Neigh­bor con­sid­ers call about baby’s wel­fare

The Washington Post Sunday - - AVICE & PUZZLES - by Amy Dickinson Write to askamy@tri­ or Ask Amy, Chicago Tri­bune, TT500, 435 N. Michi­gan Ave., Chicago, Ill. 60611.

Dear Amy: I am in a quandary

about whether I should mind my own busi­ness about a sit­u­a­tion in our neigh­bor­hood.

A neigh­bor had a baby a year ago, an­nounced with a ban­ner on their front porch. We did not even know she was preg­nant. They keep to them­selves. That baby has never been seen by any of the neigh­bors, not even their next-door neigh­bor.

They never bring her out­side, and no one has seen the child (or the par­ents) in their yard. Other neigh­bors have had ba­bies in the last three years, and they all play out­side with one an­other. We have seen them take the baby out in the car maybe three or four times.

At­tempts by var­i­ous neigh­bors to be friendly are qui­etly re­buffed at the door. I’m won­der­ing whether to make a call to Chil­dren’s Pro­tec­tive Ser­vices to re­quest a wel­fare check on the child. Stay­ing in­doors 24/7 can’t be healthy for a baby. — Wor­ried Neigh­bor

This child could have health (or other) prob­lems caus­ing the par­ents to keep the baby in­side; you sim­ply don’t know. You also don’t know what this fam­ily’s life­style or work sched­ule is.

Over the years, many peo­ple have con­tacted me to say they grew up in ter­ri­ble cir­cum­stances in a neigh­bor­hood where “not one per­son in­ter­vened.” While I do not sug­gest be­ing a busy­body or nec­es­sar­ily judg­ing choices par­ents make, our child wel­fare sys­tem is set up to be the ad­vo­cate for chil­dren who can­not ad­vo­cate for them­selves.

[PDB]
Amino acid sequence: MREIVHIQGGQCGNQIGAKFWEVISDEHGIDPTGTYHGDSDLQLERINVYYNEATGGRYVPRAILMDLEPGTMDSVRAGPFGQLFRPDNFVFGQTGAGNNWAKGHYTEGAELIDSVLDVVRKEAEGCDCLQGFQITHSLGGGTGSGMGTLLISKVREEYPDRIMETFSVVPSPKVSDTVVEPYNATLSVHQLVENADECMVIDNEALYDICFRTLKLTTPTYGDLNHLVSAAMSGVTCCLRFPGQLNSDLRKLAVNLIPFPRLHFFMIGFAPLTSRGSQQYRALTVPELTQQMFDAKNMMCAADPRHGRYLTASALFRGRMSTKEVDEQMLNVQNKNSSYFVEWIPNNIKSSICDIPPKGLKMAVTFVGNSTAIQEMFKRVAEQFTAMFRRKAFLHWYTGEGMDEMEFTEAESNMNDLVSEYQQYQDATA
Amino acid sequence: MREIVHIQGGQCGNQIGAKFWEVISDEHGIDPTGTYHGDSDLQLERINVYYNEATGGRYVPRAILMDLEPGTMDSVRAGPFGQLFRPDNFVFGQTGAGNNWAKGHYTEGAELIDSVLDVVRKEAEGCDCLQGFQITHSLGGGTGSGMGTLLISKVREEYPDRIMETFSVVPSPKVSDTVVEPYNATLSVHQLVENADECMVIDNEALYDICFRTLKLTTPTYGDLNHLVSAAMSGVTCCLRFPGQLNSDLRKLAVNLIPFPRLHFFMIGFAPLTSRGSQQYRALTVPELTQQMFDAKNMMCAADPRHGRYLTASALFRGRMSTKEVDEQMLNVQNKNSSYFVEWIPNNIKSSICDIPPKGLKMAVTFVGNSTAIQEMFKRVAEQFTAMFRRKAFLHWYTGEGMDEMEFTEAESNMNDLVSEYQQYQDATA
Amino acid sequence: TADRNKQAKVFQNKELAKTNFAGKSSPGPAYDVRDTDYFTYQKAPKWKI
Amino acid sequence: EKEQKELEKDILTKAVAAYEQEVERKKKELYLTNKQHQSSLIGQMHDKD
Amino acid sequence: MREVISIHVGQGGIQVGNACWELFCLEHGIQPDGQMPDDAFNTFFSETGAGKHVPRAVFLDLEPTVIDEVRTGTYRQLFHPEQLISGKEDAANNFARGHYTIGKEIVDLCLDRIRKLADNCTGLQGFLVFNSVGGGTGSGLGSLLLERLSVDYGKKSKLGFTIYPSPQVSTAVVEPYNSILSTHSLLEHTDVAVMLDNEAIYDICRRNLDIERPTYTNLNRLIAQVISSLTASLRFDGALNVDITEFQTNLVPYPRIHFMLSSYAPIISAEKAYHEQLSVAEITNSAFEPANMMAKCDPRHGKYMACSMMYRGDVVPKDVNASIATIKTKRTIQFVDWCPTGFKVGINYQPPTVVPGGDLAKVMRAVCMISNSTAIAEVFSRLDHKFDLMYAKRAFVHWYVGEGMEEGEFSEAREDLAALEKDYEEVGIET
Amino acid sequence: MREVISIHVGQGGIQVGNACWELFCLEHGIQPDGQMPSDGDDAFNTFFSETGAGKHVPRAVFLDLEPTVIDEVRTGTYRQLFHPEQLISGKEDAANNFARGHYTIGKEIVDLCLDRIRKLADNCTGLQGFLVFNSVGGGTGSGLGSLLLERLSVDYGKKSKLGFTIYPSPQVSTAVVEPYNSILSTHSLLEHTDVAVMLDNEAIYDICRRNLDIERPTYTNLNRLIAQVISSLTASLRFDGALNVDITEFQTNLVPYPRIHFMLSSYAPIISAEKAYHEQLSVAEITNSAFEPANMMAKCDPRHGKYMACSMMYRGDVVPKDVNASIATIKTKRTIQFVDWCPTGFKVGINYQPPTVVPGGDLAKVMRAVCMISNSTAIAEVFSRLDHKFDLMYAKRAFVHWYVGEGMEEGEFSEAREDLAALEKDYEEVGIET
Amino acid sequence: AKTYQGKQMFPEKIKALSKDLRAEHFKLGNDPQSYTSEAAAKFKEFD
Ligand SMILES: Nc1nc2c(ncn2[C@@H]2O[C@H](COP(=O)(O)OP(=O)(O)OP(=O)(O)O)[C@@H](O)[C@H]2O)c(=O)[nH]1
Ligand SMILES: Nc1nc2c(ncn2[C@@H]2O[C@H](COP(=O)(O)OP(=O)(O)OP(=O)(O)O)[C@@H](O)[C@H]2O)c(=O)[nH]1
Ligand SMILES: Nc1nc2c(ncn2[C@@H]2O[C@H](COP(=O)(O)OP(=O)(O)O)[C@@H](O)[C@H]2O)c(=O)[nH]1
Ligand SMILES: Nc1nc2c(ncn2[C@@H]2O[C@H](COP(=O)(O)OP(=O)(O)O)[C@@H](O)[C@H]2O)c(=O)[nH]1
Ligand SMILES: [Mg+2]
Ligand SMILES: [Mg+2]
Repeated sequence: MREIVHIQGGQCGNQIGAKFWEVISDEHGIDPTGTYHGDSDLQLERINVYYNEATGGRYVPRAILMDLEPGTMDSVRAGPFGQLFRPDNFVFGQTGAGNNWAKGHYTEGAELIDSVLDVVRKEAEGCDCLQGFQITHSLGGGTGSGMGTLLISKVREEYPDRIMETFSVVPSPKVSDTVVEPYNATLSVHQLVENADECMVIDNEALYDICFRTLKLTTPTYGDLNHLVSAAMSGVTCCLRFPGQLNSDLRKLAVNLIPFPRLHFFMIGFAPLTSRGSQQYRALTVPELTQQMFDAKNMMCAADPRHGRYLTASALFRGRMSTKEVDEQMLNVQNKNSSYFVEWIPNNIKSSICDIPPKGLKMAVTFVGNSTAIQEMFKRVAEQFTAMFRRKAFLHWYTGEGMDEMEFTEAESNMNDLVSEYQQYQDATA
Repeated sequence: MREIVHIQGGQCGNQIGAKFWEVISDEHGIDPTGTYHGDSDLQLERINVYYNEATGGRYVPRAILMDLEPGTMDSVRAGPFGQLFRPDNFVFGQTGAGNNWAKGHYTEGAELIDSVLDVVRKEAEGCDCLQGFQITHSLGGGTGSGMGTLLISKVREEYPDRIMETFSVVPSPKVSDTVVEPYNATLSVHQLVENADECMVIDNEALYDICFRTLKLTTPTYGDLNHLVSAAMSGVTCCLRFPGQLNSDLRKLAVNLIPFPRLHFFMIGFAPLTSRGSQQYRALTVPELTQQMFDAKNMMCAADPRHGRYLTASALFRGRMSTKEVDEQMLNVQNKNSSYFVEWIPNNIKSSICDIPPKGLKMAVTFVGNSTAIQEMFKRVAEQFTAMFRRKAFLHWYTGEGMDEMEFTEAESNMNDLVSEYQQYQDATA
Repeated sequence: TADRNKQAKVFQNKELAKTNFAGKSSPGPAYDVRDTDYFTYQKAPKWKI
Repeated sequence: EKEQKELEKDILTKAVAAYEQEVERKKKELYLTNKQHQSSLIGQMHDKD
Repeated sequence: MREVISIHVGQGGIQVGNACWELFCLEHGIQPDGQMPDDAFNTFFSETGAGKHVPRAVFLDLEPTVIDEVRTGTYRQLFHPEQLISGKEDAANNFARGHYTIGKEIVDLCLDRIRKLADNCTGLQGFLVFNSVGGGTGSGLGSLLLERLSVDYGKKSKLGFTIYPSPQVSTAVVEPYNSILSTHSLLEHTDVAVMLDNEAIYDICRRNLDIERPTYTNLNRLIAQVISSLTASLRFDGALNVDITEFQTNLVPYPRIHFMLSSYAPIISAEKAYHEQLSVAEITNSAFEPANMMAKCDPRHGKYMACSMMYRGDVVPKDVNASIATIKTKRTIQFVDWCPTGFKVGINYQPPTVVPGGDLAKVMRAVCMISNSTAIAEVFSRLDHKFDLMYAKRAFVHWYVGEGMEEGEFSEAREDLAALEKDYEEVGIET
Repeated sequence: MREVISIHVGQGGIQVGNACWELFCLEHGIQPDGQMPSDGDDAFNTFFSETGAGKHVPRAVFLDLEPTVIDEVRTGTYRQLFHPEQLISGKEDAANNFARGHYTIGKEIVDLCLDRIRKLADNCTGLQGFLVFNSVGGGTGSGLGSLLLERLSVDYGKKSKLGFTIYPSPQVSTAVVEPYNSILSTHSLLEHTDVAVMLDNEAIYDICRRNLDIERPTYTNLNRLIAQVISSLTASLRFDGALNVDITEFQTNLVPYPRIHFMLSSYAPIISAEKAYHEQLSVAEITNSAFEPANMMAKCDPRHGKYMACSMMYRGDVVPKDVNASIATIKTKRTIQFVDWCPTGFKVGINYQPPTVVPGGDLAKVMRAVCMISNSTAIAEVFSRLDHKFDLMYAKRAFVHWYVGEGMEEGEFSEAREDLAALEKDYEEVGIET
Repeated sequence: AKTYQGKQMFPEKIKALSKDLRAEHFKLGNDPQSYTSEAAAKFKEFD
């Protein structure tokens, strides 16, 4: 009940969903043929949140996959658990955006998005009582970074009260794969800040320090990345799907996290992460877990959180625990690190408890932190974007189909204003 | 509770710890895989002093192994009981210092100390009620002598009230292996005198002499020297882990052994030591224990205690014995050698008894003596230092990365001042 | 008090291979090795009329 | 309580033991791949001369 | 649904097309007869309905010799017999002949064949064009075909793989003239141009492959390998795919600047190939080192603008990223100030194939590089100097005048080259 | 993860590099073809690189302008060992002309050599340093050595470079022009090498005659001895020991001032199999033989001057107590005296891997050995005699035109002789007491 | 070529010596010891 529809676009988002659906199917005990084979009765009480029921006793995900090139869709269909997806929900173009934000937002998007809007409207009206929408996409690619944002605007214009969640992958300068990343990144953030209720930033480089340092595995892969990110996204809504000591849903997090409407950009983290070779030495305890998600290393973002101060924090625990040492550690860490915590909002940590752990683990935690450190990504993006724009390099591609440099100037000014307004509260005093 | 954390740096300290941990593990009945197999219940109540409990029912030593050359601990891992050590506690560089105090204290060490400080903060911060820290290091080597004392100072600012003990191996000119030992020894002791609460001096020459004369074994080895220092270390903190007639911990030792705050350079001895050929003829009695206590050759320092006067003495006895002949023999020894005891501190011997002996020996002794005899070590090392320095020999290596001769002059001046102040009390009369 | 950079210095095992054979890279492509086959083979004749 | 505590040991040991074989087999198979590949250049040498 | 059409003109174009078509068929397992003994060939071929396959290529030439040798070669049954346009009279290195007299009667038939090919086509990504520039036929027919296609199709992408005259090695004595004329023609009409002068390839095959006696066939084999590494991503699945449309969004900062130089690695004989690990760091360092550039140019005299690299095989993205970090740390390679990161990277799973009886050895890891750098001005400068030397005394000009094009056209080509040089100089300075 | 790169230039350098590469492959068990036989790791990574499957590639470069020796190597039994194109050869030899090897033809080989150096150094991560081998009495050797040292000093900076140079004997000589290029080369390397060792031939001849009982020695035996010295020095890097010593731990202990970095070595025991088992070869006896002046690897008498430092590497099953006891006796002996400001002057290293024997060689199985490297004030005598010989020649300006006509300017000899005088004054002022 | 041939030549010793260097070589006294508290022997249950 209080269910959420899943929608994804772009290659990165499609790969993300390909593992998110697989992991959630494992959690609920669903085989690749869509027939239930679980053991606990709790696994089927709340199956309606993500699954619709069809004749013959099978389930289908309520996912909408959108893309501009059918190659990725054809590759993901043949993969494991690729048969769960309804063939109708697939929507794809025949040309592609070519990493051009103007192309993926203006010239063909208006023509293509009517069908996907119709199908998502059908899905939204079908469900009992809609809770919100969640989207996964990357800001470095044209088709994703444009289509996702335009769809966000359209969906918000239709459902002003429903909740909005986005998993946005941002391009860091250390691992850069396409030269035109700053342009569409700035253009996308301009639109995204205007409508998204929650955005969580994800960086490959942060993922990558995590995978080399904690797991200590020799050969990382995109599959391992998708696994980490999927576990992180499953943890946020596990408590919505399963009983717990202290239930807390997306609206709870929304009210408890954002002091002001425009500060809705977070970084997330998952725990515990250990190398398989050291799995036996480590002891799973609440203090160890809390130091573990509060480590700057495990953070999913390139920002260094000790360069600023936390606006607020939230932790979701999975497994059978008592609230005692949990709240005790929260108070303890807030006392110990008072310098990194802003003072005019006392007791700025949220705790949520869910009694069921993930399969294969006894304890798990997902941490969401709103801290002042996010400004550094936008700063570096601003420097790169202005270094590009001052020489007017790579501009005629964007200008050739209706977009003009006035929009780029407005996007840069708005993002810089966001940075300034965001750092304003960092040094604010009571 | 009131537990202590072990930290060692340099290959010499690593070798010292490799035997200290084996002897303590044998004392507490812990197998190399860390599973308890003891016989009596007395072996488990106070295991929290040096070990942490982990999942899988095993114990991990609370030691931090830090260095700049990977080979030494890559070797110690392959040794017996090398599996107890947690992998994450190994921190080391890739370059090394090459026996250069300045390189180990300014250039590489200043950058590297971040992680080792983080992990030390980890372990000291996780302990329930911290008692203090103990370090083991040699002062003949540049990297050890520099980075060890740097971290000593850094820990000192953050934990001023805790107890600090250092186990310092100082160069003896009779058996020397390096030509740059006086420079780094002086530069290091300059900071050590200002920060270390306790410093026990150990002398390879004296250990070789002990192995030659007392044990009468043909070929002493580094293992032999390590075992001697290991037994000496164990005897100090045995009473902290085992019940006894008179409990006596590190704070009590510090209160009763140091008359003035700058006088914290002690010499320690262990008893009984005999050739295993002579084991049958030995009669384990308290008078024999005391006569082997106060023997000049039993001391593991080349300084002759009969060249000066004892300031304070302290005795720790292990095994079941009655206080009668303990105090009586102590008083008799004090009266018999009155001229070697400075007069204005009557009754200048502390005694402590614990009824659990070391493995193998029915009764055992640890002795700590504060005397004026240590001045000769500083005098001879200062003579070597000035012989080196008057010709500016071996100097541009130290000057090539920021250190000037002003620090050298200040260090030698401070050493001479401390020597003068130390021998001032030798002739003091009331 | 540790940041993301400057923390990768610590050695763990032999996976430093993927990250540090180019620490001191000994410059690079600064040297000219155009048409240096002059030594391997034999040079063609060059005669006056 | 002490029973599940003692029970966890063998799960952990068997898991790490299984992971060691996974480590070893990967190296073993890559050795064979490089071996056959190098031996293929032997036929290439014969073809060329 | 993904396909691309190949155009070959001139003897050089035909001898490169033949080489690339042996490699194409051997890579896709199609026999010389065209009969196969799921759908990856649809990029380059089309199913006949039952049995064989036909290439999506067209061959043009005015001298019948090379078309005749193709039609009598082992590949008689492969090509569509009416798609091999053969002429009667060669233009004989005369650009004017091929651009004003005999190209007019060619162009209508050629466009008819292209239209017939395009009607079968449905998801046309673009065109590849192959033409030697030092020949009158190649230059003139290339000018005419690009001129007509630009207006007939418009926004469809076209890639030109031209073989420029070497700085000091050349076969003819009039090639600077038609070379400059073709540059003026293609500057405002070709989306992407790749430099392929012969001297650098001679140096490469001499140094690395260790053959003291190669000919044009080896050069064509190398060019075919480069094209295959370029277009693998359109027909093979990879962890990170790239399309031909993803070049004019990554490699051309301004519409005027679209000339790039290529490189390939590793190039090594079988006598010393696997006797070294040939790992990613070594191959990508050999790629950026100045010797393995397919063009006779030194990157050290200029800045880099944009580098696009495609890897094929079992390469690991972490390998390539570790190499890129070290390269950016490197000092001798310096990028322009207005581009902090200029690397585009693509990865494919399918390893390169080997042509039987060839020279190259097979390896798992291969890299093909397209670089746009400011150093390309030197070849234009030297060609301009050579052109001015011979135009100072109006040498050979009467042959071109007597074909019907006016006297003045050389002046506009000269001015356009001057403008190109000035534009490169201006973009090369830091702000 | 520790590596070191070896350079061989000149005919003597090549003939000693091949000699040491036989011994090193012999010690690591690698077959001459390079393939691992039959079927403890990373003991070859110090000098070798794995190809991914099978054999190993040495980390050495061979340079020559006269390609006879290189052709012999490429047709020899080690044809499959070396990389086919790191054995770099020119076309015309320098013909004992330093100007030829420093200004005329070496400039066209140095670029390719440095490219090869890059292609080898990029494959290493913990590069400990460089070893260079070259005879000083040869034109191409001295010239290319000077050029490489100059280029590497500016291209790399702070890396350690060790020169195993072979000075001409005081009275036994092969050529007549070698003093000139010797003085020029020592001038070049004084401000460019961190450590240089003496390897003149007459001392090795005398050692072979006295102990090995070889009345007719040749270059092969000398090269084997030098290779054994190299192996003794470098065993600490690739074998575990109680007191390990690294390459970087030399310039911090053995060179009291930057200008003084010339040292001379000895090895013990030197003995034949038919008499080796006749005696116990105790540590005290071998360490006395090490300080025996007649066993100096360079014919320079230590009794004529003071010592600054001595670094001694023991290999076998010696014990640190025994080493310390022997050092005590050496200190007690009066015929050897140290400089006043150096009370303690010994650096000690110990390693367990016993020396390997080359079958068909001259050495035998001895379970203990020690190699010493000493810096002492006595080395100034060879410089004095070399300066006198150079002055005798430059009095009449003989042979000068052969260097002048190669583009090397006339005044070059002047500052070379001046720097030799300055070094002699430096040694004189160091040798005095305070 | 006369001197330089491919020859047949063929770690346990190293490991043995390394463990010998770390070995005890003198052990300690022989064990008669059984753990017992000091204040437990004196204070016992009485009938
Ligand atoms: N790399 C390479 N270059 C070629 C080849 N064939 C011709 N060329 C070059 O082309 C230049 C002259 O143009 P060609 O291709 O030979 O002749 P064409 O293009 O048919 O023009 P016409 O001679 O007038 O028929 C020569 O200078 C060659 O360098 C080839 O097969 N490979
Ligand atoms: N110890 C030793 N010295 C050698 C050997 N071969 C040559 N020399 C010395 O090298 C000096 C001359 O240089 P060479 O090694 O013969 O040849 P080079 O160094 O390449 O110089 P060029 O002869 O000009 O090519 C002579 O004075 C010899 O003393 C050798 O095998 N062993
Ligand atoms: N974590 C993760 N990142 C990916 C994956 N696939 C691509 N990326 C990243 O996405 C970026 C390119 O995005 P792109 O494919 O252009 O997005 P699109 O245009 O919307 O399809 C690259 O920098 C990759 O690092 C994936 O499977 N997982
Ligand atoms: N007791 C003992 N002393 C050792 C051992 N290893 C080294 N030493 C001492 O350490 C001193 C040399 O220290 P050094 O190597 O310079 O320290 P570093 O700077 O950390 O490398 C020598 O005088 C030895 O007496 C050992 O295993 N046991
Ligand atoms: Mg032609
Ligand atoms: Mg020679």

If you are truly wor­ried about this baby’s health, safety and wel­fare, and if you have tried other ways and can­not de­ter­mine whether the child is okay, then you should make the call.

Dear Amy: Read­ing about

“Per­plexed’s” strug­gles with con­nect­ing with her grand­mother with Alzheimer’s re­minded me of my fa­ther. As a child, I fre­quently played check­ers with my dad. Much later, when he was deep into the for­est of me­mory loss, I pulled out a check­ers board and placed it be­tween us. He made the first move, us­ing sev­eral check­ers at one time. I fol­lowed his lead and soon we were cre­at­ing lyri­cal pat­terns on the board. It was a new game, new rules and a new way of con­nect­ing.

That sim­ple moment of reimag­ined com­mu­ni­ca­tion is one of my fa­vorite mem­o­ries of my fa­ther. — Out of the Box

Dear Amy: “Per­plexed” asked for ideas about what ac­tiv­i­ties to do with a grand­mother with Alzheimer’s.

Of­ten Alzheimer’s pa­tients re­spond well to vis­ual arts. Many art mu­se­ums have spe­cial tours for peo­ple with de­men­tia. — Art His­to­rian and Reader

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